Out of Emptied Cups by Anne Casey

A review of the poetry collection Out of Emptied Cups by Anne Casey.

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In Tarot, the suit of cups tells of one’s emotions. These are the cards associated with love, connections, relationships. Their corresponding natural element is water; their season, autumn. All these are prevalent themes within Anne Casey’s sensuous, witty poetry collection Out of Emptied Cups.

The sustenance that cups can provide, coupled with their obvious vulnerability, yields a wealth of metaphorical possibility—here, they spill, empty, fill, over and over, as in ‘Cup in Hand.’

open mouthed
sighs into steaminess
spilling words
glorious gush
a honey of sweet nothings
i am nothing

But an empty cup still signifies promise and possibility, and even when smashed and washed up on a “wave-worn beach” can become “a minute grain of sand / this mystery held / within a greater hand.”

The fragility at the core of human experience is a recurring theme. This is a collection that reminds you to hug your loved ones tight, tell them often how much they mean. Indeed, it marvels at how lucky we are to be here at all, as in the opening poem, ‘Out of a Thousand Cups,’ which references the research undertaken by Duncan Macdougall, the US physician who attempted to measure the weight of a human soul by calculating the mass lost by patients at the moment of death—21 grams, if you were curious. Casey imagines how her soul might as readily have poured into a different cup, another skin; all sentient creatures are, to her eye, mere containers for the soul.

An extraordinary and not altogether comfortable idea, the notion that the all that makes us who we are could as readily emerge in a different sex or species. And surely not imaginable of Anne Casey, whose experiences, and indeed, her representations of them, are very much grounded in sex—she is wife, mother, and most frequently, daughter.

I like her best when she puts the sensuous stuff aside and shows us some of her wit. In ‘Nothing Happens in the Burbs’ she describes the easy, lazy love-in of a family Saturday morning. With ‘nothing’ the recurring motif, the delicate wordplay making it clear how much what matters resides in the nothing.

Casey spent her childhood in Ireland and is now settled in Australia. Her Irish heritage, and the political turmoil she witnessed as a teenager, very much informs her work, which is in turn furious and intimate, and, at its best, both those things combined. She explores how it feels to be an immigrant, and couples this with a scathing consideration of Australia’s immigration policy. She is angry about sexual abuse and harassment, rape, the way men—including her own son—don’t treat women with sufficient respect. In ‘For All the #metoos’ she exhorts men to admit more readily to their culpability, while in ‘Final Offensive’ she writes of how sexual predators possess the “nuclear weapon” that their victims will not be believed, a theme she returns to repeatedly in this section which details the crimes of men against women.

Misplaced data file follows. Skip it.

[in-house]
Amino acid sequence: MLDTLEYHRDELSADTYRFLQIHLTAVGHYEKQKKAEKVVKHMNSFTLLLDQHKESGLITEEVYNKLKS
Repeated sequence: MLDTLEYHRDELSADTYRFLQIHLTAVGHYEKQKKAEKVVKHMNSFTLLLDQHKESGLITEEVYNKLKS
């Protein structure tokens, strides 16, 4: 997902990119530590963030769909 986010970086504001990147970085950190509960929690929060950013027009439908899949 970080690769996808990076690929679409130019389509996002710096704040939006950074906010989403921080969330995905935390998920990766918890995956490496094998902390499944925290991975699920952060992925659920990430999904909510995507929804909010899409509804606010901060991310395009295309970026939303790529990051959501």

If she’s at her best angry, Australia’s lack of environmental protection makes her furious. ‘Recipe for A Giant Pickle’ makes a blistering attack on fracking—all the more brutal for being couched in the terminology of a nostalgic cookbook. And I love the receipt for six beef steaks which points out the total environmental and health cost of meat-eating, considering the possibility of placing something other than price at the heart of consumer choice.

There are very few capital letters in this collection, and in particular, the letter ‘i’ is never capitalised. This is a book that deals very much in the universal experience—of what it means to be alive, to have a soul, of 21 grams, that could easily flit from form to form, from bird to beast. It deals in the universal, primitive emotions, love, loss, grief, rage, fear. As if to prove her point, she experiments with form, her poems forming pictures on the page, the rhythms that her chosen shapes give to her sentences adding to their power and resonance. In this subtle, tightly spun work, the placement of every breath counts.

Melissa Todd completed an MA in creative writing at Canterbury Christchurch in 2009, and writes novels, short stories and opinion pieces.

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